I am interested in flipping some of my elementary/middle school technology content. I teach business and computers in grades 1-12. I am considering flipping some of my content - in particular tutorials that teach students about the various tools and techniques in many Adobe applications. In our district, I know that all students have internet access at home, so it is plausible that the flipped learning model would work for certain types of instruction. There are so many high quality tutorials for learning that it would be a better investment of time to use these for students to watch and learn at home and then practice skills at school. Implementing the flipped classroom model would give students more hands on time learning and practicing the skills with guided help from me when needed. My questions to those of you who teach at the elementary level -- At what grade level have you used the flipped model? What types of materials do you use when flipping the elementary level -- video tutorials, handouts, etc?How do you ensure that students view materials at home?What advice/hints/tips do you a have for a flipping newbie?What Adobe products do you teach at the elementary level? At what grade do you start teaching Adobe products? Thanks for you input. I look forward to the discussion.
- Adobe Premiere Pro
- Adobe Spark
- After Effects
- Photoshop Lightroom
- Experience Design (Beta)
- Adobe AIR
- Animate CC
- Business Catalyst
- Adobe Captivate
- Adobe Capture CC
- Character Animator
- Adobe Comp CC
- Adobe Connect
- Adobe Creative Cloud
- Digital Editions
- Digital Publishing Solution
- Adobe Document Cloud
- Edge Animate
- Edge Inspect
- Edge Reflow
- Flash Builder
- Flash Player
- Adobe Fuse (Preview)
- Illustrator Draw
- Ink & Slide
- Adobe Experience Cloud
- Media Encoder
- Adobe Media Server
- PhoneGap Build
- Photoshop Elements
- Photoshop Fix
- Photoshop Mix
- Photoshop Sketch
- Premiere Clip
- Adobe Premiere Elements
- Adobe Preview CC
- Adobe Scout
- Adobe Sign
- Adobe Stock
Greetings! I'm finally getting our school to switch from our perpetual, 500-seat site license of CS6 Master Collection to CC. Our budget admin is weighing the pros and cons of continuing to provide access to all Adobe products for all students, staff and faculty, due to the increase in cost. Our Ed Tech director is trying to negotiate with Adobe Education about this, but communication has been spotty. We are a 1-to-1 laptop school with a Mac Lab for digital arts classes in electronic music production, video, photo, animation and publication arts. Without access to CC on their PCs, students in those classes are limited to working only during class time and after school. Additionally, other students do use Adobe products provided on their PCs for other classes. I'm wondering how your school does it. What's possible? Is it necessary for kids to use Photoshop, or is there a free product that students can use instead? (Yes, that's a question I was asked. How would you respond???) Thanks!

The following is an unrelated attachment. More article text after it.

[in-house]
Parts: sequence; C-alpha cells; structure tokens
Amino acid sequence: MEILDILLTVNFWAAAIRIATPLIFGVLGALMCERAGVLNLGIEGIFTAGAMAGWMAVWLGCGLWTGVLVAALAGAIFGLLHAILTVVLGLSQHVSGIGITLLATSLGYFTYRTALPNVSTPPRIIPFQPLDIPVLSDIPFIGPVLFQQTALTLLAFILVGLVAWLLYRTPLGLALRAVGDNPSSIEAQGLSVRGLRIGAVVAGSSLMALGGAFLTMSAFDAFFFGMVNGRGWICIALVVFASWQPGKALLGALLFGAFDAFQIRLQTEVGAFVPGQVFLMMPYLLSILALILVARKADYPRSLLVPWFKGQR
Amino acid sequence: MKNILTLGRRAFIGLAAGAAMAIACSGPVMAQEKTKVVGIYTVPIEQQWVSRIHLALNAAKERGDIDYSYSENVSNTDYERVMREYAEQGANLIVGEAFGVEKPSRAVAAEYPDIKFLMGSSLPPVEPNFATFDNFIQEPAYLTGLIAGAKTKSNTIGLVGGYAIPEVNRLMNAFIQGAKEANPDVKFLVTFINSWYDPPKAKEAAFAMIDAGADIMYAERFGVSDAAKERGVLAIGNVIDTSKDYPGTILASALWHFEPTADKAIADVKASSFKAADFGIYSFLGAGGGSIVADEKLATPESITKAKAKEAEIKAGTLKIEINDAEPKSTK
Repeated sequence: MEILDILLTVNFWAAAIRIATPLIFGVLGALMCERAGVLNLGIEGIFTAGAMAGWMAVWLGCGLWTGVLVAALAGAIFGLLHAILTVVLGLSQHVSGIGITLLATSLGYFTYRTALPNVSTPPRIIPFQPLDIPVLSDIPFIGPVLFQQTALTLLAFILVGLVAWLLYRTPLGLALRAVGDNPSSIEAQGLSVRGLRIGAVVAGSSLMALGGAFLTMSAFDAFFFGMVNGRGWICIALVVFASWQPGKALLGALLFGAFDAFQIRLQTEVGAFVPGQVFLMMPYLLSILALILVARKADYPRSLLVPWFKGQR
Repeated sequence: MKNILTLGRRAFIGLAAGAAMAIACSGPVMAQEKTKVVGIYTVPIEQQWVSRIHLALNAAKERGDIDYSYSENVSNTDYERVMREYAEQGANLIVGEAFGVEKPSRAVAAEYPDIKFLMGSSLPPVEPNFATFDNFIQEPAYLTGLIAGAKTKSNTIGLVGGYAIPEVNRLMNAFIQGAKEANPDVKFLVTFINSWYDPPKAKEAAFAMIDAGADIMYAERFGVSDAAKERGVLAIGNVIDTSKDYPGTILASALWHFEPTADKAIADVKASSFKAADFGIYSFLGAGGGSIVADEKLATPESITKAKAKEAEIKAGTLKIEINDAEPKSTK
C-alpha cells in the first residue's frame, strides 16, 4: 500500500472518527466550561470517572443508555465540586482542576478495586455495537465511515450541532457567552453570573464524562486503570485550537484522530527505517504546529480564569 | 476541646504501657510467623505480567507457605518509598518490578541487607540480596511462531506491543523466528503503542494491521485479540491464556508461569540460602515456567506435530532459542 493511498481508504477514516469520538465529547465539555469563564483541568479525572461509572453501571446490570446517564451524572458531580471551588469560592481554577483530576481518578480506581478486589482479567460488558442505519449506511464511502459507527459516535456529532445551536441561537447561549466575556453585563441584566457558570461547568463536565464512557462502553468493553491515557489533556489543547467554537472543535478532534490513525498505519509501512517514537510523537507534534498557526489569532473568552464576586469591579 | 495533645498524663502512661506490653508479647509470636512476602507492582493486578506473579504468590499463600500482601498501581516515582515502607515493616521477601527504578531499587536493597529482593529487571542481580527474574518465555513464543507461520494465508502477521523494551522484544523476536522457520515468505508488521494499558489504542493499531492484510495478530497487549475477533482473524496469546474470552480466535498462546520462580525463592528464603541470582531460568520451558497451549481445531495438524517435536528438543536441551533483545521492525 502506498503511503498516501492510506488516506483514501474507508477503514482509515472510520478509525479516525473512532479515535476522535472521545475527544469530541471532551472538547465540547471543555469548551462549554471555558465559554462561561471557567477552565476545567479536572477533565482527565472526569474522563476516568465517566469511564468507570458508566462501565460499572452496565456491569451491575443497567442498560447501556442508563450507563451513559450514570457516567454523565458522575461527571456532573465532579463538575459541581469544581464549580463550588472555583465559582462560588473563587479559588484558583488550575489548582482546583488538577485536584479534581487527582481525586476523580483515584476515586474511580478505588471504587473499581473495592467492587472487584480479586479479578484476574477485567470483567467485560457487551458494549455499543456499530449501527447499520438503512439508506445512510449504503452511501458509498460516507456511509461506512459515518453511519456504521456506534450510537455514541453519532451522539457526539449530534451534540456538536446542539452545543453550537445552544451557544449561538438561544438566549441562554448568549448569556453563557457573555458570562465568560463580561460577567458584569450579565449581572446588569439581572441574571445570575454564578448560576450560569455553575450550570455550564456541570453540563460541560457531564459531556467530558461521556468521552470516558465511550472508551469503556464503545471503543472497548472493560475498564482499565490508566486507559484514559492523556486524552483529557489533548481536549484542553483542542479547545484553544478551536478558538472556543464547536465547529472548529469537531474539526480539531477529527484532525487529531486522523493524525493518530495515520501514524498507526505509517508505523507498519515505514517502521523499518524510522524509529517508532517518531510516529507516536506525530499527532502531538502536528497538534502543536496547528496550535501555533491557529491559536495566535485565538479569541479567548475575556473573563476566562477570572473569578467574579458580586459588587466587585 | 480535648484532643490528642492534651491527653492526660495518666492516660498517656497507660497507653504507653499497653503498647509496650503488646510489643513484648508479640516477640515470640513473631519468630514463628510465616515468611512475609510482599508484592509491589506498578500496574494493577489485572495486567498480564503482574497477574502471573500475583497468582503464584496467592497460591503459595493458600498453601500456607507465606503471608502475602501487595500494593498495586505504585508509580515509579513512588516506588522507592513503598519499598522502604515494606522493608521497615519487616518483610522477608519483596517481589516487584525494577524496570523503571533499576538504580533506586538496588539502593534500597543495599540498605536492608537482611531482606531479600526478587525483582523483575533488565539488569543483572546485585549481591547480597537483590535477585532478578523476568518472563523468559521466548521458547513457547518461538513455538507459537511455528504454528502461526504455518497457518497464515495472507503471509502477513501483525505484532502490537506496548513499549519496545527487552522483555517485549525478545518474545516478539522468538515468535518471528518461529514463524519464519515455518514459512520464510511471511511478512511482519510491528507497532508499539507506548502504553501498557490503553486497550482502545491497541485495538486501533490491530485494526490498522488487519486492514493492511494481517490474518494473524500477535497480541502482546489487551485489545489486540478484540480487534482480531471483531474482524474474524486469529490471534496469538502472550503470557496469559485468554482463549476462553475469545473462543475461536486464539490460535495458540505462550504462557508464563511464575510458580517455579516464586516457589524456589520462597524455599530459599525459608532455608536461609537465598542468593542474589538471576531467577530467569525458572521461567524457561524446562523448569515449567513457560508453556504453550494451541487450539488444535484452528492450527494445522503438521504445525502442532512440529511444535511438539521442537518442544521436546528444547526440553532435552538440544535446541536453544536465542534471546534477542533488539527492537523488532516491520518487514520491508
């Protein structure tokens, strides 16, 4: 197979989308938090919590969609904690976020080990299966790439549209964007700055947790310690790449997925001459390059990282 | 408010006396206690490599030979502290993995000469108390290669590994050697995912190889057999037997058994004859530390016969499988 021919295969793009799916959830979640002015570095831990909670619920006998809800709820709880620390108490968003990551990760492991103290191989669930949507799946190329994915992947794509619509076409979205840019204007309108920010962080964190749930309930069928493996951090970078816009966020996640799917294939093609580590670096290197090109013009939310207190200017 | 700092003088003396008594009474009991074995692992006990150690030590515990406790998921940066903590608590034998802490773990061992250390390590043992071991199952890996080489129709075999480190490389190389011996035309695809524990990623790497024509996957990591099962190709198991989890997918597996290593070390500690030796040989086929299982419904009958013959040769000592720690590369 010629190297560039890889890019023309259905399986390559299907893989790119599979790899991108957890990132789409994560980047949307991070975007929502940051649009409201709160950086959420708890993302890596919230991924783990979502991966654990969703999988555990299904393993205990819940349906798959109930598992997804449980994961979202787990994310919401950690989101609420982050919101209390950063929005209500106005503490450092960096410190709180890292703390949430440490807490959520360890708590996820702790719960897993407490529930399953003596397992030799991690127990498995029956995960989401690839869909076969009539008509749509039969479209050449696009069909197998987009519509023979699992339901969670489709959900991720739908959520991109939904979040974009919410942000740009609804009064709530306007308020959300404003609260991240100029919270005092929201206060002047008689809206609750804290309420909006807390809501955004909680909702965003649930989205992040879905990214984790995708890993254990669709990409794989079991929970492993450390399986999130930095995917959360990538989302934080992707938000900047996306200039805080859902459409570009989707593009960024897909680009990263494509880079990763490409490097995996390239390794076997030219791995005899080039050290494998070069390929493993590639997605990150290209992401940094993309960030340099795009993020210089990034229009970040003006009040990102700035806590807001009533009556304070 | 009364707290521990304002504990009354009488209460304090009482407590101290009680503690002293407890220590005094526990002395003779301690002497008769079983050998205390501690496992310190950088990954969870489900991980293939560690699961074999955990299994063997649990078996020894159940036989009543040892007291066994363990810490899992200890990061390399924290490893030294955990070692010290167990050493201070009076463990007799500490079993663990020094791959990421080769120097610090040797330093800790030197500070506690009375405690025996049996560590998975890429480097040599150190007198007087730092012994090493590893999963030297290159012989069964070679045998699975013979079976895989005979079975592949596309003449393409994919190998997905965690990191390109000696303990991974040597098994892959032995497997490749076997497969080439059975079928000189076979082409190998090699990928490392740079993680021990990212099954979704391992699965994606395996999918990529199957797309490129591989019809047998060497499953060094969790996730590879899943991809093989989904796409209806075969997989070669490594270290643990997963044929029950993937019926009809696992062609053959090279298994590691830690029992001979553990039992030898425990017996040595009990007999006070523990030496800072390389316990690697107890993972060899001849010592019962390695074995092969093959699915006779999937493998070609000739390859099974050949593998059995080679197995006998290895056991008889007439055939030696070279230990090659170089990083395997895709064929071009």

Learn why creativity is vital in driving student success and how you can promote creativity among students in your classroom. Explore examples of creative classrooms and design your vision of a creative environment using Adobe Photoshop or Lightroom.
Passionate creative. Teacher - English/ Yearbook/ Technology/ Design. Freelance designer. Potter. Reflector of all things philosophical and pedagogical.
I teach a Commercial Photography course to high school juniors and seniors. While I'm really good at giving informal feedback when I'm walking around the classroom and looking over students' shoulders, I'm always looking for ways to give more in depth feedback on digital files without printing out a sheet of paper and writing on it. I've tried all sorts of stuff including making Notes in Photoshop, editing the metadata of photos, turning photos into PDFs and commenting on the side. So far, I have yet to find a method that has felt satisfactory. This year, I'm planning on having students upload their assignments to Canvas (our LMS) and giving grades/writing short pieces of feedback there, but I wanted to check in and see if anyone else that teaches a digital media course has found or created a feedback method that they swear by.
What do you use the Adobe Education Exchange site for the most? What would you consider to be it's best features? What do you think it's missing? How often do you interact with your account? Is it worth being apart of?
This project was designed as a collaboration between Los Gatos High School English teacher Tiffany Hamm and Los Gatos-Saratoga Union High Schools District Technology Integration Specialist Nicole Dalesio. As part of an interdisciplinary Social Justice course, Tiffany and Nicole challenged students to create these striking images to highlight inspirational and historically-significant quotations. Each student created his or her own poster using Adobe Lightroom and Adobe Spark Post. Then, Tiffany and Nicole printed the posters and displayed them around the school campus. The goal was to both assess student learning about content-area themes, and to raise awareness on campus about the importance of social justice. For more information on this project, visit the Adobe Education Exchange.
Hello All! The following resource is something I created and presented during the Adobe Education Leadership Summit 2016 held at the Adobe office in Sydney, Australia. This resource includes a link to my slides and also a link to the video recording of the live presentation. I have recently been quite intrigued by the concept of User Experience Design (UXD) and its possible application in education. As a result, I began conducting some initial research and came across the term Learning/Learner Experience Design (LXD). LX design is the process of designing engaging and meaningful experiences that help to facilitate many types of learning in a human centered way. With the designer's mindset, I have now reimagined my way of thinking about teaching/facilitating and I've been experimenting with different approaches to truly engage and bring value to my users, the student's. These thoughts, ideas and my experiments are explored in my presentation. Feel free to connect with me @misterAOY on Twitter or Instagram or if you'd like to see and learn more!